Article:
Mat Pilates may be an effective strategy to improve cardiovascular health for young obese women, a population that is at risk for hypertension and early vascular complications, a study in American Journal of Hypertension suggests.
Mat Pilates training emphasizes core strength, flexibility, body posture, and controlled breathing.
In the study, researchers investigated young obese women (age 19-27) with elevated blood pressure and a body mass index between 30-40kg/m2 through 12 weeks of mat Pilates. The participants were free of chronic diseases, were non-smokers and performed less than 90 minutes of regular exercise per week. Participants performed three one-hour training sessions per week, divided into the following stages: initial warm-up and stretch (10 minutes), general mat Pilates exercises (40 minutes), and a cool-down (10 minutes). The training increased over the 12 weeks, with the repetition of each exercise steadily increasing. A certified mat Pilates instructor supervised all sessions.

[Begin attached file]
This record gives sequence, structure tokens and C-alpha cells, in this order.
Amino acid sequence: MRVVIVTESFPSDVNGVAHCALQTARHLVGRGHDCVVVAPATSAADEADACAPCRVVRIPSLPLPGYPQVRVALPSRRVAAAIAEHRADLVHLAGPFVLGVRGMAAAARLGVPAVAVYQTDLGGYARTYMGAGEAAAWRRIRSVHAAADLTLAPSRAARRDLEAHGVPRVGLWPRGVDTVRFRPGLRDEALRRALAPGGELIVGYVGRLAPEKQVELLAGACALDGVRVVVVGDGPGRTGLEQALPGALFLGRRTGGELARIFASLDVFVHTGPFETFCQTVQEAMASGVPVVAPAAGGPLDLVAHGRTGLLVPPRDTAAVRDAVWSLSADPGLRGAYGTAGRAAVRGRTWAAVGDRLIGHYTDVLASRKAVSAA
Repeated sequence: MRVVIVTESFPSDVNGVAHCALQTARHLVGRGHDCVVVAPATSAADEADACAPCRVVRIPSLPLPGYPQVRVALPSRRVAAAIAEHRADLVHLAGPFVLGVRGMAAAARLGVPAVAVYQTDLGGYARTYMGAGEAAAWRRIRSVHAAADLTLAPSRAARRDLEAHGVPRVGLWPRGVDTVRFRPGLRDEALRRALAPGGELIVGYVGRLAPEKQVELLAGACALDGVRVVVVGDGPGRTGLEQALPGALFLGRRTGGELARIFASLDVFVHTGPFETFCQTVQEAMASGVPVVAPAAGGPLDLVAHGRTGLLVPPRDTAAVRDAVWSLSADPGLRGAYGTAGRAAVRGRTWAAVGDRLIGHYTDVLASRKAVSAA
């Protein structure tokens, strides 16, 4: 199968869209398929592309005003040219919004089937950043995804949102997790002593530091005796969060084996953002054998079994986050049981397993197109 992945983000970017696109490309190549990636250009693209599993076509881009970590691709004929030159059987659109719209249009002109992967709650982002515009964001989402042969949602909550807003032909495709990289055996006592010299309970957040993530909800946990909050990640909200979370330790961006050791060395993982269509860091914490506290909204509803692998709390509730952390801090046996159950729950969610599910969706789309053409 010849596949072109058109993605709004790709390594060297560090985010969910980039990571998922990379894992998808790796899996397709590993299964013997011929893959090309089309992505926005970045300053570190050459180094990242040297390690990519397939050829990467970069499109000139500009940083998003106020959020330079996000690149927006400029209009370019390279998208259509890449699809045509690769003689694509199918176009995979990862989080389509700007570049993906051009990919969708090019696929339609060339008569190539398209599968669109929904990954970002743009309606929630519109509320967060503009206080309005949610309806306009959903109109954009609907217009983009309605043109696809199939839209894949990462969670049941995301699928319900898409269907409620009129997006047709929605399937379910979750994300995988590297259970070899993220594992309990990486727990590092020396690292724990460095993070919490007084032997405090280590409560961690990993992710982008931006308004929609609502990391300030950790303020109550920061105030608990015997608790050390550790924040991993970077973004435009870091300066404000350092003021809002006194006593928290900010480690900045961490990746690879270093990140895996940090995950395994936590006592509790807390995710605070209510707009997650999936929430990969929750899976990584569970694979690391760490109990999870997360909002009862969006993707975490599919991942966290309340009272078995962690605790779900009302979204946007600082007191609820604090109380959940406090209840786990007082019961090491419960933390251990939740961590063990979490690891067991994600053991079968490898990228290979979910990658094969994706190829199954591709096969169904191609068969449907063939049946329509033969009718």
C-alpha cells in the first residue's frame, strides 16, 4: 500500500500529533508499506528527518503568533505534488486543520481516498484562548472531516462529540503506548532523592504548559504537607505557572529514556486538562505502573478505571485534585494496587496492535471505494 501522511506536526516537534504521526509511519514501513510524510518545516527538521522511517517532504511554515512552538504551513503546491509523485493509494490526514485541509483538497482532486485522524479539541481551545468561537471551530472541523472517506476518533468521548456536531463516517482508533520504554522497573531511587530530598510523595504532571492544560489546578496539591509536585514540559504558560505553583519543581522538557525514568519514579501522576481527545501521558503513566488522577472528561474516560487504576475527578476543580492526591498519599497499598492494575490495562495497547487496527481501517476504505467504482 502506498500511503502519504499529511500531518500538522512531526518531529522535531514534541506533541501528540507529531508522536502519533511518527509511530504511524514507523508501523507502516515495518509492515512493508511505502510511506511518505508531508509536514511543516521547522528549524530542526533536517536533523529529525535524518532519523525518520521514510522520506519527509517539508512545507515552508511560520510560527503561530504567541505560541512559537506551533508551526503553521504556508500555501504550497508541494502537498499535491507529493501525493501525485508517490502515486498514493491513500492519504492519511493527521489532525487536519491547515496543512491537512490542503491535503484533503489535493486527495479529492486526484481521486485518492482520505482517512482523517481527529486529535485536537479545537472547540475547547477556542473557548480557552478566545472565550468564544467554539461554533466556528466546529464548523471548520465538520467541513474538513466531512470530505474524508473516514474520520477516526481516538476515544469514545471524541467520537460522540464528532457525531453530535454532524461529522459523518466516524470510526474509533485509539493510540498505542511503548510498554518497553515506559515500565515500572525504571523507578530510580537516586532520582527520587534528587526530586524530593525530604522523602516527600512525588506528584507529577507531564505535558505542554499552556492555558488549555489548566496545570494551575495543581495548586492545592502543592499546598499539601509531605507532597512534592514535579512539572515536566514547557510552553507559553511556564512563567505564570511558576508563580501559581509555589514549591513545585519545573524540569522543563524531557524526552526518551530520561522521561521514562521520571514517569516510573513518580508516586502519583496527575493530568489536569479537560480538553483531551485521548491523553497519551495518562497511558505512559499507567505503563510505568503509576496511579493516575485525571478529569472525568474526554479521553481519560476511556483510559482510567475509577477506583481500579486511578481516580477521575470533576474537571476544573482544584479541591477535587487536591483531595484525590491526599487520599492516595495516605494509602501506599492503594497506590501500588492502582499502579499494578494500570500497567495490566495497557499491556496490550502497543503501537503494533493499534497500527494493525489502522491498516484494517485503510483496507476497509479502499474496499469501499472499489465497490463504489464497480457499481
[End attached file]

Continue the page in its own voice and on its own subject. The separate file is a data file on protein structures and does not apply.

“We hypothesized that mat Pilates might decrease the risk of hypertension in young obese women. Our findings provide evidence that mat Pilates benefits cardiovascular health by decreasing blood pressure, arterial stiffness, and body fatness in young obese women with elevated blood pressure,” the researchers write, in a media release from Oxford University Press USA.
“Because adherence to traditional exercise (both aerobic and resistance) is low in obese individuals, mat Pilates training might prove an effective exercise alternative for the prevention of hypertension and cardiovascular events in young obese adults.”
[Source(s): Oxford University Press USA, EurekAlert]